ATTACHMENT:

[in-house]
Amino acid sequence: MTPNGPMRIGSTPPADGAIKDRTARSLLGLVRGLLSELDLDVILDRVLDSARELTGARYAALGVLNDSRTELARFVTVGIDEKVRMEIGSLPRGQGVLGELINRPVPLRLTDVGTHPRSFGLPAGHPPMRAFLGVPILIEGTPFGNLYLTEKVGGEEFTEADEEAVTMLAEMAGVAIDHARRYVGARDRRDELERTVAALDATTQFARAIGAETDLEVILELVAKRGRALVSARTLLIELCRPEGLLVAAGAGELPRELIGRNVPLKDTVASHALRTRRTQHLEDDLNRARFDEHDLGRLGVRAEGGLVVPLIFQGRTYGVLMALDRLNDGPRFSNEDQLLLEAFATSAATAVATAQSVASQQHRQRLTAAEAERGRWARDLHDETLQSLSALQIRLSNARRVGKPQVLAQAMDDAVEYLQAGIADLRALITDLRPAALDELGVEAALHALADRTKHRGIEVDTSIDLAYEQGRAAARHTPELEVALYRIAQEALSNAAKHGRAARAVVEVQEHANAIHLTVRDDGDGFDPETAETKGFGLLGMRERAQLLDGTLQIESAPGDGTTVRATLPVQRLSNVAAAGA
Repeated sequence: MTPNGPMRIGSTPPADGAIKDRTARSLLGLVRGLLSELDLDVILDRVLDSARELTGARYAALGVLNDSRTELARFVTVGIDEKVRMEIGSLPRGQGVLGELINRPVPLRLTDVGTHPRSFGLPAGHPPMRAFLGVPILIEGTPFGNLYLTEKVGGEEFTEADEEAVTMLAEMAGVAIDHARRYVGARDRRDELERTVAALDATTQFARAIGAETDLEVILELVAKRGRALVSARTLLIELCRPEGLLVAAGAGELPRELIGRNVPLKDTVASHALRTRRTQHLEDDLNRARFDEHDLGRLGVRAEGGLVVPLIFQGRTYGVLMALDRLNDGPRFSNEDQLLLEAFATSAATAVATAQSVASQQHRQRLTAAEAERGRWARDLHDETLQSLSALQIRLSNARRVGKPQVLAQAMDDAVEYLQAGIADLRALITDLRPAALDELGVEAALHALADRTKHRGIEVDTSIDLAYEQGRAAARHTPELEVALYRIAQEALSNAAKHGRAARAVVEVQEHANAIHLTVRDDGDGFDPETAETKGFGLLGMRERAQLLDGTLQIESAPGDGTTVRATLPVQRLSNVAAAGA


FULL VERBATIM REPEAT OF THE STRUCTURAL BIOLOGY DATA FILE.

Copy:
[in-house]
Amino acid sequence: MTPNGPMRIGSTPPADGAIKDRTARSLLGLVRGLLSELDLDVILDRVLDSARELTGARYAALGVLNDSRTELARFVTVGIDEKVRMEIGSLPRGQGVLGELINRPVPLRLTDVGTHPRSFGLPAGHPPMRAFLGVPILIEGTPFGNLYLTEKVGGEEFTEADEEAVTMLAEMAGVAIDHARRYVGARDRRDELERTVAALDATTQFARAIGAETDLEVILELVAKRGRALVSARTLLIELCRPEGLLVAAGAGELPRELIGRNVPLKDTVASHALRTRRTQHLEDDLNRARFDEHDLGRLGVRAEGGLVVPLIFQGRTYGVLMALDRLNDGPRFSNEDQLLLEAFATSAATAVATAQSVASQQHRQRLTAAEAERGRWARDLHDETLQSLSALQIRLSNARRVGKPQVLAQAMDDAVEYLQAGIADLRALITDLRPAALDELGVEAALHALADRTKHRGIEVDTSIDLAYEQGRAAARHTPELEVALYRIAQEALSNAAKHGRAARAVVEVQEHANAIHLTVRDDGDGFDPETAETKGFGLLGMRERAQLLDGTLQIESAPGDGTTVRATLPVQRLSNVAAAGA
Repeated sequence: MTPNGPMRIGSTPPADGAIKDRTARSLLGLVRGLLSELDLDVILDRVLDSARELTGARYAALGVLNDSRTELARFVTVGIDEKVRMEIGSLPRGQGVLGELINRPVPLRLTDVGTHPRSFGLPAGHPPMRAFLGVPILIEGTPFGNLYLTEKVGGEEFTEADEEAVTMLAEMAGVAIDHARRYVGARDRRDELERTVAALDATTQFARAIGAETDLEVILELVAKRGRALVSARTLLIELCRPEGLLVAAGAGELPRELIGRNVPLKDTVASHALRTRRTQHLEDDLNRARFDEHDLGRLGVRAEGGLVVPLIFQGRTYGVLMALDRLNDGPRFSNEDQLLLEAFATSAATAVATAQSVASQQHRQRLTAAEAERGRWARDLHDETLQSLSALQIRLSNARRVGKPQVLAQAMDDAVEYLQAGIADLRALITDLRPAALDELGVEAALHALADRTKHRGIEVDTSIDLAYEQGRAAARHTPELEVALYRIAQEALSNAAKHGRAARAVVEVQEHANAIHLTVRDDGDGFDPETAETKGFGLLGMRERAQLLDGTLQIESAPGDGTTVRATLPVQRLSNVAAAGA